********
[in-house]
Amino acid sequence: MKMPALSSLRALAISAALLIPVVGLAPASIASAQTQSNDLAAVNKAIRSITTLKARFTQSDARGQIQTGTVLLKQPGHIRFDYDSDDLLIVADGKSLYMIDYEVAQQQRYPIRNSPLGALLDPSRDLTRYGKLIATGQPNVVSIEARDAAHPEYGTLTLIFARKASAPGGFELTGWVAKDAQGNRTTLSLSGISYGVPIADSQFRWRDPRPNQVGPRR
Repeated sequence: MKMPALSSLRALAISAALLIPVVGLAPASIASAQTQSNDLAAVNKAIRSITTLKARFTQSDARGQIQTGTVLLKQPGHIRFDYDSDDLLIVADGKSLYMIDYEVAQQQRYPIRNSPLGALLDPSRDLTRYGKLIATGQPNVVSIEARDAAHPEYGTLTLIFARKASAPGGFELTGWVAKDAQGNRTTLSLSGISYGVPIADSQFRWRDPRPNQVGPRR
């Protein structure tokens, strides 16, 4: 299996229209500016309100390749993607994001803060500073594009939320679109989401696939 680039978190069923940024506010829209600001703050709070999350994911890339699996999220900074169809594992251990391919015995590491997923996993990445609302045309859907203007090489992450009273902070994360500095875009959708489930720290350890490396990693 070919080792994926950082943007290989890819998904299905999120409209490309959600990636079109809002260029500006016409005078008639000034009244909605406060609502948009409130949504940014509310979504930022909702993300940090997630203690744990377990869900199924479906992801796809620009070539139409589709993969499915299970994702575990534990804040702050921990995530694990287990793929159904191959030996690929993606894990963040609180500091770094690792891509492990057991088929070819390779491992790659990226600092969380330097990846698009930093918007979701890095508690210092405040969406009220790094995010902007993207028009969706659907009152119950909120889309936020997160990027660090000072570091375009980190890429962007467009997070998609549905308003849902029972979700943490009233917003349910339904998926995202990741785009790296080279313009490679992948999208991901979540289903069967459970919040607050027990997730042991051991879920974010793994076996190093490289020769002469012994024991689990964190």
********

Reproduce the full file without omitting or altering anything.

[in-house]
Amino acid sequence: MKMPALSSLRALAISAALLIPVVGLAPASIASAQTQSNDLAAVNKAIRSITTLKARFTQSDARGQIQTGTVLLKQPGHIRFDYDSDDLLIVADGKSLYMIDYEVAQQQRYPIRNSPLGALLDPSRDLTRYGKLIATGQPNVVSIEARDAAHPEYGTLTLIFARKASAPGGFELTGWVAKDAQGNRTTLSLSGISYGVPIADSQFRWRDPRPNQVGPRR
Repeated sequence: MKMPALSSLRALAISAALLIPVVGLAPASIASAQTQSNDLAAVNKAIRSITTLKARFTQSDARGQIQTGTVLLKQPGHIRFDYDSDDLLIVADGKSLYMIDYEVAQQQRYPIRNSPLGALLDPSRDLTRYGKLIATGQPNVVSIEARDAAHPEYGTLTLIFARKASAPGGFELTGWVAKDAQGNRTTLSLSGISYGVPIADSQFRWRDPRPNQVGPRR
């Protein structure tokens, strides 16, 4: 299996229209500016309100390749993607994001803060500073594009939320679109989401696939 680039978190069923940024506010829209600001703050709070999350994911890339699996999220900074169809594992251990391919015995590491997923996993990445609302045309859907203007090489992450009273902070994360500095875009959708489930720290350890490396990693 070919080792994926950082943007290989890819998904299905999120409209490309959600990636079109809002260029500006016409005078008639000034009244909605406060609502948009409130949504940014509310979504930022909702993300940090997630203690744990377990869900199924479906992801796809620009070539139409589709993969499915299970994702575990534990804040702050921990995530694990287990793929159904191959030996690929993606894990963040609180500091770094690792891509492990057991088929070819390779491992790659990226600092969380330097990846698009930093918007979701890095508690210092405040969406009220790094995010902007993207028009969706659907009152119950909120889309936020997160990027660090000072570091375009980190890429962007467009997070998609549905308003849902029972979700943490009233917003349910339904998926995202990741785009790296080279313009490679992948999208991901979540289903069967459970919040607050027990997730042991051991879920974010793994076996190093490289020769002469012994024991689990964190």